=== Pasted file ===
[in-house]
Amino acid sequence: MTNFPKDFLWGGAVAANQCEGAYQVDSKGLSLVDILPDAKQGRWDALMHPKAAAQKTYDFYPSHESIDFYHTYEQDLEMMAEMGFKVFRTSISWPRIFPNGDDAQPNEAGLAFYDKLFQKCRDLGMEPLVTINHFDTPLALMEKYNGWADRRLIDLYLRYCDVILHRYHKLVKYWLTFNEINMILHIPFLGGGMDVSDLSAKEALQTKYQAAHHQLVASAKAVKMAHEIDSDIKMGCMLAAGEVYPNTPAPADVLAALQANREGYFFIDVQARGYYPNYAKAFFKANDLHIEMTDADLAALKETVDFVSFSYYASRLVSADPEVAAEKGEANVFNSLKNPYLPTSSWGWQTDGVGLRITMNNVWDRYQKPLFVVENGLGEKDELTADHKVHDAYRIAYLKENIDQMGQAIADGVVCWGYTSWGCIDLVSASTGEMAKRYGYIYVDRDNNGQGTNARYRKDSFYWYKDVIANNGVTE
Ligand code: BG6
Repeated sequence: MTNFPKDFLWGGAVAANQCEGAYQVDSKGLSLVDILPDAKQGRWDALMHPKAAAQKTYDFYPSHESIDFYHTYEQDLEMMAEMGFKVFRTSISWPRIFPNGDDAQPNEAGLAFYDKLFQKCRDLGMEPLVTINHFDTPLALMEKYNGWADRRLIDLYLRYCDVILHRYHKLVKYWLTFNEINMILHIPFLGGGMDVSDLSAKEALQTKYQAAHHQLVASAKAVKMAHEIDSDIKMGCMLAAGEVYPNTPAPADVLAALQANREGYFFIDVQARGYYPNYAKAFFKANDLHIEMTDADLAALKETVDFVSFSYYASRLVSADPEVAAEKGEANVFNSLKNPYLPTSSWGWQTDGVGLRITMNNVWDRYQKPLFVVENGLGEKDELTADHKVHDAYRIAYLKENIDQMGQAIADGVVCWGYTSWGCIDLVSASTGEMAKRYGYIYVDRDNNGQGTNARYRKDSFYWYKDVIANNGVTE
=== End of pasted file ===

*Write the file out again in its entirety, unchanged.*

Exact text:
[in-house]
Amino acid sequence: MTNFPKDFLWGGAVAANQCEGAYQVDSKGLSLVDILPDAKQGRWDALMHPKAAAQKTYDFYPSHESIDFYHTYEQDLEMMAEMGFKVFRTSISWPRIFPNGDDAQPNEAGLAFYDKLFQKCRDLGMEPLVTINHFDTPLALMEKYNGWADRRLIDLYLRYCDVILHRYHKLVKYWLTFNEINMILHIPFLGGGMDVSDLSAKEALQTKYQAAHHQLVASAKAVKMAHEIDSDIKMGCMLAAGEVYPNTPAPADVLAALQANREGYFFIDVQARGYYPNYAKAFFKANDLHIEMTDADLAALKETVDFVSFSYYASRLVSADPEVAAEKGEANVFNSLKNPYLPTSSWGWQTDGVGLRITMNNVWDRYQKPLFVVENGLGEKDELTADHKVHDAYRIAYLKENIDQMGQAIADGVVCWGYTSWGCIDLVSASTGEMAKRYGYIYVDRDNNGQGTNARYRKDSFYWYKDVIANNGVTE
Ligand code: BG6
Repeated sequence: MTNFPKDFLWGGAVAANQCEGAYQVDSKGLSLVDILPDAKQGRWDALMHPKAAAQKTYDFYPSHESIDFYHTYEQDLEMMAEMGFKVFRTSISWPRIFPNGDDAQPNEAGLAFYDKLFQKCRDLGMEPLVTINHFDTPLALMEKYNGWADRRLIDLYLRYCDVILHRYHKLVKYWLTFNEINMILHIPFLGGGMDVSDLSAKEALQTKYQAAHHQLVASAKAVKMAHEIDSDIKMGCMLAAGEVYPNTPAPADVLAALQANREGYFFIDVQARGYYPNYAKAFFKANDLHIEMTDADLAALKETVDFVSFSYYASRLVSADPEVAAEKGEANVFNSLKNPYLPTSSWGWQTDGVGLRITMNNVWDRYQKPLFVVENGLGEKDELTADHKVHDAYRIAYLKENIDQMGQAIADGVVCWGYTSWGCIDLVSASTGEMAKRYGYIYVDRDNNGQGTNARYRKDSFYWYKDVIANNGVTE